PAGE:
One of the many anti covid passport portests France has seen in recent months, this time in front of the LouvreReuters

As a student currently on their year abroad in Strasbourg, I have seen first-hand how President Emmanuel Macron’s rhetoric inflames the anger of anti-vaccine protestors, whose numbers ballooned from hundreds to thousands over the holidays in response to his recent statements.

The widely accepted English translation of Macron’s damning statement is “I really want to piss them off.” However, the connotations of his words are more vulgar than the translation suggests. Having also been president during the gilets jaunes (yellow vest) era, Macron needs to be very careful to avoid a repetition of history.

While the anger and the willingness to enforce restrictions is not misplaced, Macron’s words were nothing more than counterproductive. No political leader should follow his example.

“Yet there is much to lose by riling up a group of people who, while ever-present, have thus far largely kept quiet in traditional media”

Whether leaders are supposed to be unbiased remains up for debate, but at the very least they are supposed to be tactful. No real gain was to be had from his statement, as France not only holds a high vaccination rate but also enforces stringent measures which have further tightened as of the 15th January. Yet there is much to lose by riling up a group of people who, while ever-present, have thus far largely kept quiet in traditional media except for debates about liberties — something which France in general is quite insistent on. Devastatingly, Macron’s choice to condemn, and not educate, suggests that this was most likely a political manoeuvre to sway those who are vaccinated to vote for him in the coming presidential elections.

None of this is as important as questioning how we should feel about those who Macron addressed with his statement: all unvaccinated individuals. Some people have genuinely been told on medical grounds to avoid the vaccine. However, a much larger group of people have decided this for themselves. If we were to remove political agenda from the equation, it is this group of people who Macron should have been targeting.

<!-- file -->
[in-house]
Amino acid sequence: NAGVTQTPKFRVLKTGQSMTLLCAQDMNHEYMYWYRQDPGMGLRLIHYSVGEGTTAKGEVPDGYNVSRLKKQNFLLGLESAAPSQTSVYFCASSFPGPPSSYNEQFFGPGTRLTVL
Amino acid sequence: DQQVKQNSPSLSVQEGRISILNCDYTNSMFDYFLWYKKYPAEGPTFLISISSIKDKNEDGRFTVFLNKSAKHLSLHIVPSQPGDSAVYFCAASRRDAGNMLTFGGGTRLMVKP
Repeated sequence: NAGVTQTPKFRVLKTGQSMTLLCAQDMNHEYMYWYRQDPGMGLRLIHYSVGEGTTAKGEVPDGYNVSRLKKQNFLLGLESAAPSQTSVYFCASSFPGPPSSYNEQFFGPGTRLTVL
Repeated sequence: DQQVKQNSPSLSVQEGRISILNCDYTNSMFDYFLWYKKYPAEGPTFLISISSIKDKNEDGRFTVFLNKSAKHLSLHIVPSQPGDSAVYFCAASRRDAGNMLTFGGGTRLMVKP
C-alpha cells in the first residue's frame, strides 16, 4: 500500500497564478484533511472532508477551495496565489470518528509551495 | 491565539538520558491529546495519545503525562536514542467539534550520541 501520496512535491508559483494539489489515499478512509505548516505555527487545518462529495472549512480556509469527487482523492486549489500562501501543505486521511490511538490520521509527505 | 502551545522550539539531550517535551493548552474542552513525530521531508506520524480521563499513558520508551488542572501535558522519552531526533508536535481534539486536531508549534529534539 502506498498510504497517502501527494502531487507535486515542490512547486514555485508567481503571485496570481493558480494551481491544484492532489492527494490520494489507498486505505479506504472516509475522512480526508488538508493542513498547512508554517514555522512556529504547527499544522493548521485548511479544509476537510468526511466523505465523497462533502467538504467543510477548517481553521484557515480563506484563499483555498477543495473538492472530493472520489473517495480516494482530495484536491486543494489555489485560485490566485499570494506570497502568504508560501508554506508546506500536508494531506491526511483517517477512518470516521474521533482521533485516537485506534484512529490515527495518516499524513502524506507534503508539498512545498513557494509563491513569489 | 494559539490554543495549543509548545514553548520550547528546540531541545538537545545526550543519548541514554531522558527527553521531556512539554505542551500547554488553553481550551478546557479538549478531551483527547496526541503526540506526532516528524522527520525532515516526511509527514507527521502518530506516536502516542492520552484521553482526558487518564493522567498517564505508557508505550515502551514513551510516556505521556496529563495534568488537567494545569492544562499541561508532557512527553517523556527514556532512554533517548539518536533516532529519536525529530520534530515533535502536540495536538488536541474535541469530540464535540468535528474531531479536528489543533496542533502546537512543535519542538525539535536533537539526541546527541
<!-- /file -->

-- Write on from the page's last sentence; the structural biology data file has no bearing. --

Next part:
As a strong believer in listening to trained scientists and medical professionals, the temptation to retaliate with a blunt response to those who choose not to vaccinate themselves is understandable. And as someone who has engaged in politics for several years, it is difficult not to align this issue with John Stuart Mills’ Harm Principle: that everyone is free to act as they choose as long as their actions do not harm someone else. Choosing not to vaccinate and protect those around you when you are capable of doing so surely flouts this principle.

So, what could be the right way to lessen the impact of anti-vaccination propaganda?

Unfortunately, simply ignoring anti-vaxxers or conspiracy theorists will not sort the issue out. Nor should we demonise them, as that would help their cause by enabling them to paint themselves as victims. The ideal solution is to show their points of view in media and then laugh. This was done during Jason Manford’s recent Noel at the Apollo set, aired on the BBC. Comedy has a universal appeal and using it would devalue those who are peddling anti-vaccine messages, producing a greater impact than telling them that they are wrong.

After all, ignorance is not to blame.

“If you have chosen not to take the vaccine, you have done so being no less ignorant and no more informed than everybody else”

One credit to the COVID-19 media coverage is that it has been extensive. Everybody has access to the same information. If you have chosen not to take the vaccine, you have done so being no less ignorant and no more informed than everybody else. Unless you are actively working with and analysing data as a health or medical professional, the world doesn’t need to hear your opinions. We already are being given the facts.

Unfortunately, we live in an increasingly digitalised world that publicises opinions as much as it publicises facts. Anti-vaccination messages are not going away, but fighting them head-on will keep them mainstream, and anything mainstream will be talked about among the wider public. Any message so broadly discussed has the potential to exponentially increase in followers. This is what has happened in the aftermath of Macron explicitly giving his views on the issue.


Mountain View

Free speach, or doublespeak?

Anti-vaxxers thrive on spreading their message to as many people as possible. They want more people to be like them. In order to battle this, everyone should be encouraged to think about themselves and their very immediate family and friends, because we are all selfish at heart.

Political leaders enflame the divide by imposing their own political agenda. That has to stop. The response in France would not have happened if we didn’t live in a world that allows opinions to outweigh data and statistics. If Macron really wanted to convince anti-vaxxers, he should have focused on making vaccination seem like the only credible option, rather than enflaming a population already in the middle of a global crisis.